“Odyssey argued that the USPTO lost jurisdiction because the rehearing request was filed more than 63 days after the PTAB’s decision, outside of the time allowable for appeals under provisions of the Code of Federal Regulations, but the CAFC found that these provisions bind appeals from patent applicants, not agency actions.”
On May 22, the U.S. Court of Appeals for the Federal Circuit issued a precedential decision in Odyssey Logistics and Technology Corporation v. Iancu in which the appellate court affirmed the Eastern District of Virginia’s dismissal of claims filed against the U.S. Patent and Trademark Office under the Administrative Procedures Act (APA). The Federal Circuit agreed with the lower court that Odyssey’s challenges to the USPTO’s rules and procedures governing ex parte appeals at the Patent Trial and Appeal Board (PTAB) should be dismissed for lack of subject matter jurisdiction or were barred by the six-year statute of limitations for actions against the U.S. governed by 28 U.S.C. § 2401.
Odyssey Challenges Agency Actions on Patent Applications and 2011 Ex Parte Rule Changes
Two of Odyssey’s APA claims stem from the USPTO’s prosecution of a pair of patent application filings. During the prosecution of one patent application, although the PTAB reversed an examiner’s rejection in April 2016, the Technology Center Director issued an examiner’s request for rehearing to challenge the PTAB’s ruling. Odyssey responded to the request by arguing the procedural propriety of allowing the rehearing request, ultimately appealing the request for rehearing to Eastern Virginia before the USPTO issued a decision on the merits of the rehearing arguments.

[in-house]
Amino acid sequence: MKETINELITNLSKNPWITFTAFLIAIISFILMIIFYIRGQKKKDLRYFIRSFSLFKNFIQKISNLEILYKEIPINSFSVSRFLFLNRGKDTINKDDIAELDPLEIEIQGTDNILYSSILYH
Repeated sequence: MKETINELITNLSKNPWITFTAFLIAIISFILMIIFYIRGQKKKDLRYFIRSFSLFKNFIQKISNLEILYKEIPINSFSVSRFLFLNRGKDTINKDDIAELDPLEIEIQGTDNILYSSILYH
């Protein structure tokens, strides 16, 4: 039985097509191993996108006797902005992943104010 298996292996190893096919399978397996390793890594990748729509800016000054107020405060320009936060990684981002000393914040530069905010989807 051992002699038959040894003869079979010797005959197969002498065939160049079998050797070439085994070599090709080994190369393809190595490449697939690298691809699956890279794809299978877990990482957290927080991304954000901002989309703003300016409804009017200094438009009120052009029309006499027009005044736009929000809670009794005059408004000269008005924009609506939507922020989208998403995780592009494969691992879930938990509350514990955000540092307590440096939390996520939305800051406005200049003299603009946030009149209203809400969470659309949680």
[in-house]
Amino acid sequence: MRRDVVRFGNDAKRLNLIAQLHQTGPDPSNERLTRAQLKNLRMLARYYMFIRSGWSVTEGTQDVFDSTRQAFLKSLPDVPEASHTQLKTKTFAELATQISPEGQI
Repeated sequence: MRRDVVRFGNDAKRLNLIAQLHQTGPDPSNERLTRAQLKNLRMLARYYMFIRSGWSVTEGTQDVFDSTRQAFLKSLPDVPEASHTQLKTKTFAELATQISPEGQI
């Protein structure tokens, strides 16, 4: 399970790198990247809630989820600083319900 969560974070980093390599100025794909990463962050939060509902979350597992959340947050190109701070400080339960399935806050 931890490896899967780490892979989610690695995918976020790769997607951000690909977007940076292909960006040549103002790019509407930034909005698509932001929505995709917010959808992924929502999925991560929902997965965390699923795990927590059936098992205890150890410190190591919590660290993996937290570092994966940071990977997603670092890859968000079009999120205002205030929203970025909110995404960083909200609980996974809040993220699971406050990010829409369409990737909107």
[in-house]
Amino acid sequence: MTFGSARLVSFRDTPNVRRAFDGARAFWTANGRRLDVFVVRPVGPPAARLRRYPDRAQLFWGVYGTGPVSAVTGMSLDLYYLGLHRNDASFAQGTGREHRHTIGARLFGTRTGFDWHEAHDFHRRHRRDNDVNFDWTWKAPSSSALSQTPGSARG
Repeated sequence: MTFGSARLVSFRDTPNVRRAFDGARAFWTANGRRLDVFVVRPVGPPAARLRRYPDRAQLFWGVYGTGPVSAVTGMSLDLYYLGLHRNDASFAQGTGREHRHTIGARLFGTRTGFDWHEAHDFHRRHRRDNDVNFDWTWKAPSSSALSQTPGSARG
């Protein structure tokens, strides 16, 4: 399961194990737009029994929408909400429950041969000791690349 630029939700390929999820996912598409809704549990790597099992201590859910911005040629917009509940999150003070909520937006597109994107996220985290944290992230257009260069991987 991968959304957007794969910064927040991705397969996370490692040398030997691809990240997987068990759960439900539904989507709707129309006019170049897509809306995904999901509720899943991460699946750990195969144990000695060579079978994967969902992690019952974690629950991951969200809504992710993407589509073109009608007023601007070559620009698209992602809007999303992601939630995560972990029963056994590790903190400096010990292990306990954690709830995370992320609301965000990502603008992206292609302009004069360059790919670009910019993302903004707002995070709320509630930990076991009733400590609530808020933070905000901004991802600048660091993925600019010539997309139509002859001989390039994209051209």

Odyssey also appealed the USPTO’s dismissal of a petition filed by Odyssey requesting that the examiner of a second patent application make certain evidence part of the record and provide additional explanations to Odyssey’s arguments appealing the final rejection of patent claims. Odyssey filed this petition at the same time that it filed an appeal of the examiner’s final rejections of patent claims, and the Technology Center Director mooted the petition after the examiner provided additional explanations while failing to include new evidence. Odyssey filed a new petition because it believed that the examiner’s answer to its appeal brief included new grounds of rejection, but the Technology Center Director again dismissed it.
Odyssey’s final APA claim stems from 2011 amendments to the USPTO’s amendments to the agency’s rules of practice for ex parte appeals. Odyssey challenged the legality of these amendments, although Eastern Virginia found that these claims were barred under the six-year statute of limitations in Section 2401. On appeal, Odyssey argued that the statute of limitations should start running on the effective date of the rules, as the Federal Circuit previously held in Preminger v. Secretary of Veterans Affairs (2008).
Odyssey’s Agency Action Challenges Fail Finality Requirement of the APA
In addressing Odyssey’s appeal of the USPTO’s procedural actions relevant to its two patent applications, the Federal Circuit first sought to determine whether Odyssey’s challenge satisfied the APA’s finality requirement as codified in 5 U.S.C. § 704, which governs agency actions reviewable under the APA. Citing to the U.S. Supreme Court’s 2019 decision in Smith v. Berryhill, the Federal Circuit noted that an agency action is final if it both marks the consummation of the agency’s decision-making process, and it is a decision determining rights and obligations “or from which legal consequences will flow.”